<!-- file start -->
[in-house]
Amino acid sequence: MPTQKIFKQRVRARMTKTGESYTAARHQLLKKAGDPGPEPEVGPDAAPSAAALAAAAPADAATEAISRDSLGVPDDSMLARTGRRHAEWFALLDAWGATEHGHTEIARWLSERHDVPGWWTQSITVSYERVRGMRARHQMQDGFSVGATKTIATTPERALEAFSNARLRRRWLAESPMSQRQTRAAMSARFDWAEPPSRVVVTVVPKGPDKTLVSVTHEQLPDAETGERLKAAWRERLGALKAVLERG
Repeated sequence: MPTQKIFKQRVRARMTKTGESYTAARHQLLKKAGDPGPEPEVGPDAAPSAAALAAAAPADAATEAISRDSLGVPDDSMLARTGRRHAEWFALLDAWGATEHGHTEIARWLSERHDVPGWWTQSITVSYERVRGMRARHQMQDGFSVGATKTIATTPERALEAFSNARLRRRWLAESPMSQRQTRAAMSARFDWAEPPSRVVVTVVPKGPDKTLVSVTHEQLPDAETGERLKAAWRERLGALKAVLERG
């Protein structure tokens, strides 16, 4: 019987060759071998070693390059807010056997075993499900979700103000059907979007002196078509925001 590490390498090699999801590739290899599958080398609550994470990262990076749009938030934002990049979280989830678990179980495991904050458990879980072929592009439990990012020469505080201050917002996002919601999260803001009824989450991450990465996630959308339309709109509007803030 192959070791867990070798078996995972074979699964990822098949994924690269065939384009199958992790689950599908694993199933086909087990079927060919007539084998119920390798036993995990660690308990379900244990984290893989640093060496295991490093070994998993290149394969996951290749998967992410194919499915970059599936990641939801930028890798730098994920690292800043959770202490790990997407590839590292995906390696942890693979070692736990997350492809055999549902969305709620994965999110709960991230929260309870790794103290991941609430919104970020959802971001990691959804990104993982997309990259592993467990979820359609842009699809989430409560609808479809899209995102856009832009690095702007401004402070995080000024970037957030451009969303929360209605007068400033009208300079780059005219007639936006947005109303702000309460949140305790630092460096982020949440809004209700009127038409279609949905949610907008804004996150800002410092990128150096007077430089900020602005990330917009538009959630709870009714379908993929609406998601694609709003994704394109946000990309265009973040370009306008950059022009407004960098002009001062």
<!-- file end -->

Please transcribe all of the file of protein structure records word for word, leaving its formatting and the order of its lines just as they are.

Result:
[in-house]
Amino acid sequence: MPTQKIFKQRVRARMTKTGESYTAARHQLLKKAGDPGPEPEVGPDAAPSAAALAAAAPADAATEAISRDSLGVPDDSMLARTGRRHAEWFALLDAWGATEHGHTEIARWLSERHDVPGWWTQSITVSYERVRGMRARHQMQDGFSVGATKTIATTPERALEAFSNARLRRRWLAESPMSQRQTRAAMSARFDWAEPPSRVVVTVVPKGPDKTLVSVTHEQLPDAETGERLKAAWRERLGALKAVLERG
Repeated sequence: MPTQKIFKQRVRARMTKTGESYTAARHQLLKKAGDPGPEPEVGPDAAPSAAALAAAAPADAATEAISRDSLGVPDDSMLARTGRRHAEWFALLDAWGATEHGHTEIARWLSERHDVPGWWTQSITVSYERVRGMRARHQMQDGFSVGATKTIATTPERALEAFSNARLRRRWLAESPMSQRQTRAAMSARFDWAEPPSRVVVTVVPKGPDKTLVSVTHEQLPDAETGERLKAAWRERLGALKAVLERG
């Protein structure tokens, strides 16, 4: 019987060759071998070693390059807010056997075993499900979700103000059907979007002196078509925001 590490390498090699999801590739290899599958080398609550994470990262990076749009938030934002990049979280989830678990179980495991904050458990879980072929592009439990990012020469505080201050917002996002919601999260803001009824989450991450990465996630959308339309709109509007803030 192959070791867990070798078996995972074979699964990822098949994924690269065939384009199958992790689950599908694993199933086909087990079927060919007539084998119920390798036993995990660690308990379900244990984290893989640093060496295991490093070994998993290149394969996951290749998967992410194919499915970059599936990641939801930028890798730098994920690292800043959770202490790990997407590839590292995906390696942890693979070692736990997350492809055999549902969305709620994965999110709960991230929260309870790794103290991941609430919104970020959802971001990691959804990104993982997309990259592993467990979820359609842009699809989430409560609808479809899209995102856009832009690095702007401004402070995080000024970037957030451009969303929360209605007068400033009208300079780059005219007639936006947005109303702000309460949140305790630092460096982020949440809004209700009127038409279609949905949610907008804004996150800002410092990128150096007077430089900020602005990330917009538009959630709870009714379908993929609406998601694609709003994704394109946000990309265009973040370009306008950059022009407004960098002009001062």